'It's not Charlie on the ballot, I'm my own man' - council hopeful Cathal
It's weeks before the local elections when the Herald meets the latest member of the Haughey clan to throw his hat into the political ring.
Cathal Haughey, a 22-year-old student who has just finished a degree in politics in DCU, is canvassing ahead of voting day on May 24.
He's joined by his mum Jackie, aunt Eimear Mulhern and vice-president of Fianna Fail, Arthur Griffin, as he makes his way around a residential area in Beaumont.
As the team knock on doors, Cathal gets a warm reception - his grandfather's legacy to the fore with many of the older residents in the estate: "God bless Charlie and the free travel," says one homeowner.
Of course, some knocks go unanswered and one or two have little to say to the young candidate as they politely decline a leaflet.
However, others are happy to hear the Haughey name. One woman confesses she didn't answer the door when she saw Communications Minister Richard Bruton as he accompanied Fine Gael's Jeff Johnston, another first-time candidate.
Mr Haughey and Mr Johnston, however, are friendly to each other when they cross paths, shaking hands and deciding to divvy up the estate to avoid hampering each others' chances of striking up conversation with election-weary residents - very diplomatic.
The weight of bearing the Haughey name doesn't show on Cathal, who says he is his own man and it isn't 'Charlie' that is printed on the ballot.
"I don't think there is pressure to be honest," he said.
"I have two taoisigh as a grandad and a great-grandad, and a sitting TD as an uncle.
"But in fairness, my name is Cathal Haughey, I'm running in the local elections, and no one else is on the ballot but me. On some doors it's good, at some it is not so good. I'd ask people to leave their preconceptions of me at the door and take me on my face value alone."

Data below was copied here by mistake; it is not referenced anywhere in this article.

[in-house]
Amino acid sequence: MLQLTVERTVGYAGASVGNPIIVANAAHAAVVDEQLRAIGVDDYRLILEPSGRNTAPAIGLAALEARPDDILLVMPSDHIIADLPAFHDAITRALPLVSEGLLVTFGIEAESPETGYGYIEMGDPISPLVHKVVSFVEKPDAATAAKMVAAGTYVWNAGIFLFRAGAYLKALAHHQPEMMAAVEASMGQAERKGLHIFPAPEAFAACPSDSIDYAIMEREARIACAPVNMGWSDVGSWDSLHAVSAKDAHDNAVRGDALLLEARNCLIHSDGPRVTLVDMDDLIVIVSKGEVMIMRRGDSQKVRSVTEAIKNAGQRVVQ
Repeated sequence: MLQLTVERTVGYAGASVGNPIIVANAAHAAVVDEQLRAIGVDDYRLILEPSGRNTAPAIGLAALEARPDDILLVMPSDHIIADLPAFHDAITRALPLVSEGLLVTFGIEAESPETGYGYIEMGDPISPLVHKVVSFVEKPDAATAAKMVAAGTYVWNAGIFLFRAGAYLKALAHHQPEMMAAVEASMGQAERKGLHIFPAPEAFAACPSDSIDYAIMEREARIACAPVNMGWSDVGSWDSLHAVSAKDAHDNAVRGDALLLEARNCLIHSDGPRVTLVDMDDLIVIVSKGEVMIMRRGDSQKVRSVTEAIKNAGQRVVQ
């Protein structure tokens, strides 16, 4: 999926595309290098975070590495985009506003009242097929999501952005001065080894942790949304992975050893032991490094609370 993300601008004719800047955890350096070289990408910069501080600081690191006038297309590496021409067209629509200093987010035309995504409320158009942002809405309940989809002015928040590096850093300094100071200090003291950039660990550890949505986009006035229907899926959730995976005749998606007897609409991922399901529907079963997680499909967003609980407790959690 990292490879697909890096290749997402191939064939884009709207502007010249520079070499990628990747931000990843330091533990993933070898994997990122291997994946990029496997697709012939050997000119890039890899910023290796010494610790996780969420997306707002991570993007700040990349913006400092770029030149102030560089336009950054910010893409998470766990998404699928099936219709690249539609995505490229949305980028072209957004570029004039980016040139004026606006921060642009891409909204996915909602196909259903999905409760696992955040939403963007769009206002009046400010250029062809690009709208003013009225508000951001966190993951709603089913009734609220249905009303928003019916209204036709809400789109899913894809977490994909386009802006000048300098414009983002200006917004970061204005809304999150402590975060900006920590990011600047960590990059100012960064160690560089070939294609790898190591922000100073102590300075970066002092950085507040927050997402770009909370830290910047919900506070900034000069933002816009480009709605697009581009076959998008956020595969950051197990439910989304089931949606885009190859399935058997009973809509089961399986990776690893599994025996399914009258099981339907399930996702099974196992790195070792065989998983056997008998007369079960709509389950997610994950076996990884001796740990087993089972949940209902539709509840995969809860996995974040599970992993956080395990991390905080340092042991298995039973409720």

It's the old chestnuts that crop up at the doors, such as the need for better road markings and mending the cracks in the pavement and roads locally. Crime on the Dart line and housing are also among the issues raised.
Cathal says he recognises that dealing with such local issues is what a councillor ought to be focused on.
As someone fresh from university he is aware of others in their 20s and 30s who are struggling to afford somewhere to live in the city.
"People want their councillors to focus on the local stuff - things like potholes, cracks in the pavement, an overgrown tree outside their house - but we are never too far away from national issues," he said.
"Housing is something that is coming up a lot. Young people simply can't afford to get on the property ladder.
"I know people in their 20s and 30s who have had to move back with their parents because the rents are just far too high.
"This Government just hasn't built houses - they seem ideologically opposed to social and affordable housing. The demand has gotten higher because there are so many people but there has been no supply. I think that is something this election will be fought on and the council needs to do more to use the vacant land it has."
As for his age putting off voters, Cathal tells the Herald people have given him kudos for running in the race.
He also says that young people have had quite the impact on politics in this country of late, putting climate change on the agenda for example.
"I am young, I'm only 22, but the majority of people who mention my age think it is a positive thing," he said.
"There are a lot more younger candidates from all parties running in this election.
"There are more women and a lot more people who are not Irish-born. I think people are happy to see a more diverse ticket than the same old faces.
"I am not going to focus on one section of society. Everyone has a vote. Young people have become more engaged in politics now, climate change is only on the agenda because young people put it there.
"I think all demographics have their own different issues and a councillor should be able to represent them all."